Today marks the last day of my first work week at field school in Peru! I can't believe it's actually been a full work week. And when I say "full," I mean FULL. Bioarchaeologists do not waste any time whatsoever!! I guess I should further explain my situation here, huh?
A field school is a credit-awarded program for students interested in anthropology and/or archaeology, essentially. There's about 16 students here altogether--I'm the only student from Wagner! Many of the others are from UNC, where the supervisor of the program is a professor. We are all living in a hospijade, which is like a big house where the owners live as well; they make us breakfast and dinner and takes care of the house. They are so incredibly sweet--I am so grateful for not only their huge help around the house and the delicious food, but they're really friendly and always talking with us! They also have dogs, Cusco and Palusa. Palusa is newly a mommy and her puppies are so small and absolutely adorable. Cusco is her pup too, from her previous litter. He's a cuddler.
There are currently three (including myself) of us on the bioarchaeology team out of all of the students in the field school here. Everyone else is working in the field, doing archaeology work such as mapping and surveying. The bioarch team, on the other hand, are working with the already uncovered findings...specifically? Humans remains!! Prof. Gagnon is exactly into that kind of thing, so she's leading our team. I'm the youngest one on the team; another girl is working on her Master's thesis. It's definitely intimidating, but even in one week I feel like I've learned so much and can hold my own!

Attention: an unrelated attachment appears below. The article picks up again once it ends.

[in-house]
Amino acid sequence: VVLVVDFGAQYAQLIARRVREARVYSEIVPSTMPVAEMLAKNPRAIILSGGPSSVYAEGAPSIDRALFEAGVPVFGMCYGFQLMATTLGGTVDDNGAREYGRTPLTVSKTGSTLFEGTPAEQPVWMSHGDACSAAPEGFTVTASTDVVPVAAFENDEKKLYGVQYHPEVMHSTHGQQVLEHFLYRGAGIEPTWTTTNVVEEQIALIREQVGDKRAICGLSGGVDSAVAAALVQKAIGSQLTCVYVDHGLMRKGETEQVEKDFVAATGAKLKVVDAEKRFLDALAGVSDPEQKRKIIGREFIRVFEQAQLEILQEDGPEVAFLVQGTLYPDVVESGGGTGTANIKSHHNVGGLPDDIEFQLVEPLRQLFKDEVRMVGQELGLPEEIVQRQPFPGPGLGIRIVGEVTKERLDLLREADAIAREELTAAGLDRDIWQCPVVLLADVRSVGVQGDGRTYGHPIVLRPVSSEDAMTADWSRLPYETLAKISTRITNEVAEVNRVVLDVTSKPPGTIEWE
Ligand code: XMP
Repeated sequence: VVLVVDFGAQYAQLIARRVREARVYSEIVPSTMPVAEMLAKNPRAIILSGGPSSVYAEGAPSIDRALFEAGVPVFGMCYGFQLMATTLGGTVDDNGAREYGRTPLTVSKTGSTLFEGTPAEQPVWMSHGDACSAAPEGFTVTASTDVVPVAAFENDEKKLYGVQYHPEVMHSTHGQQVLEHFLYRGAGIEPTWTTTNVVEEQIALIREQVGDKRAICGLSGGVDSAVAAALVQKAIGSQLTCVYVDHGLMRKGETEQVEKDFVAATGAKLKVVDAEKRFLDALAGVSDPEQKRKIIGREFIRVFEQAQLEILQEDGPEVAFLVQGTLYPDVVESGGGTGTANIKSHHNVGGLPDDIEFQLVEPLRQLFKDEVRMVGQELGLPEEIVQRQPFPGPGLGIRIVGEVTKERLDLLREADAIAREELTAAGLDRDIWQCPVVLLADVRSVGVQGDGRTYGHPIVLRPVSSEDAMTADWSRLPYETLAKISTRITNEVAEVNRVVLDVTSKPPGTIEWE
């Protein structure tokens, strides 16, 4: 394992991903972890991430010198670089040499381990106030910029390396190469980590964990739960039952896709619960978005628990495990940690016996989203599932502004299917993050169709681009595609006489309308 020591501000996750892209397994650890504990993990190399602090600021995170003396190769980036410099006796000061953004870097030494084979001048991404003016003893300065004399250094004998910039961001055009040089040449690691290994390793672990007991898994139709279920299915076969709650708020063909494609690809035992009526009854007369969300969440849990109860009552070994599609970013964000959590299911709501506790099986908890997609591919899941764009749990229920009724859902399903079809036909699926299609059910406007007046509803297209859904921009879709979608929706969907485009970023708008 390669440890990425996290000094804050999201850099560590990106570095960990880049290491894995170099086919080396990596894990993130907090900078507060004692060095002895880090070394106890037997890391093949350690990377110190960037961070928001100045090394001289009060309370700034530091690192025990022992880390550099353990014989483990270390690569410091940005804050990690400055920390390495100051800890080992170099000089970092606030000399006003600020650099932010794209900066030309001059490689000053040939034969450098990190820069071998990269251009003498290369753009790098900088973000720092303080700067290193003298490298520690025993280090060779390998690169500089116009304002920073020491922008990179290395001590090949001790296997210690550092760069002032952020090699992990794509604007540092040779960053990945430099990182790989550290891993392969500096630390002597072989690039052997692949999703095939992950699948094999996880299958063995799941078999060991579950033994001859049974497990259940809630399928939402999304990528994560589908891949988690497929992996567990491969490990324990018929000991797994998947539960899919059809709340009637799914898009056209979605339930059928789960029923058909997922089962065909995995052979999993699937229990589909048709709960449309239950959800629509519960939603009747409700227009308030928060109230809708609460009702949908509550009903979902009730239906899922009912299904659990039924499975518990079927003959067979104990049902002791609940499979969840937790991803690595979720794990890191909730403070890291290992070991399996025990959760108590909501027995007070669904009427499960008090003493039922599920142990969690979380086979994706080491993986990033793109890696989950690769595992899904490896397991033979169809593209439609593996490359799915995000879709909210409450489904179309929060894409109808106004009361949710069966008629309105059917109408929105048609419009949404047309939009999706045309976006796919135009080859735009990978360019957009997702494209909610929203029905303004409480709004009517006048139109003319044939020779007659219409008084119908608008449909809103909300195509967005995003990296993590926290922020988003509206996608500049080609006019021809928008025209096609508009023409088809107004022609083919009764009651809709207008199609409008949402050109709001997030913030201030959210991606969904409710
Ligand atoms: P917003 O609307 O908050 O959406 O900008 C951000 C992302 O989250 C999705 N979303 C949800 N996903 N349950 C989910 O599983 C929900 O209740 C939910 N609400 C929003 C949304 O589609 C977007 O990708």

We've been working with human remains found in burials from Cero Oreja, a mountain of the Andes mountain range. There is a wide range of periods present in this archaeological site, so there's a vast amount of history! A lot of the burials are highly fragmented, especially because the burials weren't exactly held at the most safe place. The shelves were fragile and in fact, the ceiling (made of wood) had collapsed, crushing a lot of the boxes that held the remains uncovered. There were tons of boxes..each box had anywhere from three to ten burials in it!!
We were working to identify, organize, and analyze these sets of remains and let me tell you: it's not easy!! But while being one of the most challenging puzzles I've set my mind to, identifying these remains is definitely the most rewarding. We're finding tons of intriguing instances of bone disease, effects of disease, even effects of abuse. It's sometimes an emotional trip, especially when we're dealing with children's remains. The bones of children are also so incredibly small--it's mind-blowing to watch Prof. Gagnon of Callie, the Master's student, identify these bones or fragments of bones with apparent ease. Kendra, the other undergraduate student on the bioarch team, were so proud of ourselves when we identified, organized, and helped analyze this skeleton! These remains were from the second day of full work, on Tuesday. We were lucky to have them in bigger pieces, but it was really awesome to figure it out! Puzzles will never be the same.
On a nerdy note, we analyzed a full skeleton today! It had all of the bones present (which is hugely uncommon) and the bones were so well-preserved! We were able to look into the full skull, which even had most of its teeth! It was definitely a bone-nerd moment; all four of us geeked out for a moment. And it's definitely the coolest moment, when you, two strangers, and your professor all geek-out over some bones. This whole experience is really one of the best decisions I've ever made. I wouldn't trade this for the world.
Corrine’s Spanish Lingo of the Day:
- Huesos – bones
- Hasta proxima semana – literally means, "until next week," or used colloquially as "see you next week!"